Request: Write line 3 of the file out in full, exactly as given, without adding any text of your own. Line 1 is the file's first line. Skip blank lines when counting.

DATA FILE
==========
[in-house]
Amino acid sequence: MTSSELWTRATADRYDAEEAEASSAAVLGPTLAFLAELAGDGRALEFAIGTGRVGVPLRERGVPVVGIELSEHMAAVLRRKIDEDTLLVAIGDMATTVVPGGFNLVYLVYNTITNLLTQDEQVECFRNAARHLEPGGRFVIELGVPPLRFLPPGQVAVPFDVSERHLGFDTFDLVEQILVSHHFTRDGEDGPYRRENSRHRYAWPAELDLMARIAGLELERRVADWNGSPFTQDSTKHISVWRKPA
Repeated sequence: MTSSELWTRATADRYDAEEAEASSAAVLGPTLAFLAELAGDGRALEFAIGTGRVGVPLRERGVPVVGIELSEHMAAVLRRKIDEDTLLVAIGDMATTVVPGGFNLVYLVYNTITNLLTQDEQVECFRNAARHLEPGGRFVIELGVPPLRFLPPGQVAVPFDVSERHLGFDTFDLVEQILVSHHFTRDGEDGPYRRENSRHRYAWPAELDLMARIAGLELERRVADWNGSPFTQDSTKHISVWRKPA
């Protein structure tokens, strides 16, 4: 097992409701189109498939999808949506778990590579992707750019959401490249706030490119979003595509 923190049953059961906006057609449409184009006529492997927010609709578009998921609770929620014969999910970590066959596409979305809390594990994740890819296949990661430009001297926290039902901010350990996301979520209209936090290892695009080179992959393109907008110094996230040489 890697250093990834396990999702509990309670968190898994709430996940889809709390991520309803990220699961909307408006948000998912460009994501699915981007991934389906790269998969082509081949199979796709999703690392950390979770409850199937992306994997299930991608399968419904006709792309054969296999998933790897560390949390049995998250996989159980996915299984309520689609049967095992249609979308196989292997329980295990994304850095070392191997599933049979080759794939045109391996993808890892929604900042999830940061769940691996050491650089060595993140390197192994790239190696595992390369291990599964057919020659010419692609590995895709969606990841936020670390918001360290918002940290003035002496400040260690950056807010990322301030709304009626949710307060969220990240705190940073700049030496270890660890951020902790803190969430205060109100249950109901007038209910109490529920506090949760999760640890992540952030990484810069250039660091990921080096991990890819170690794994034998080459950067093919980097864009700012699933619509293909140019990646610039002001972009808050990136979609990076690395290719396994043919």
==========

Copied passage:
Repeated sequence: MTSSELWTRATADRYDAEEAEASSAAVLGPTLAFLAELAGDGRALEFAIGTGRVGVPLRERGVPVVGIELSEHMAAVLRRKIDEDTLLVAIGDMATTVVPGGFNLVYLVYNTITNLLTQDEQVECFRNAARHLEPGGRFVIELGVPPLRFLPPGQVAVPFDVSERHLGFDTFDLVEQILVSHHFTRDGEDGPYRRENSRHRYAWPAELDLMARIAGLELERRVADWNGSPFTQDSTKHISVWRKPA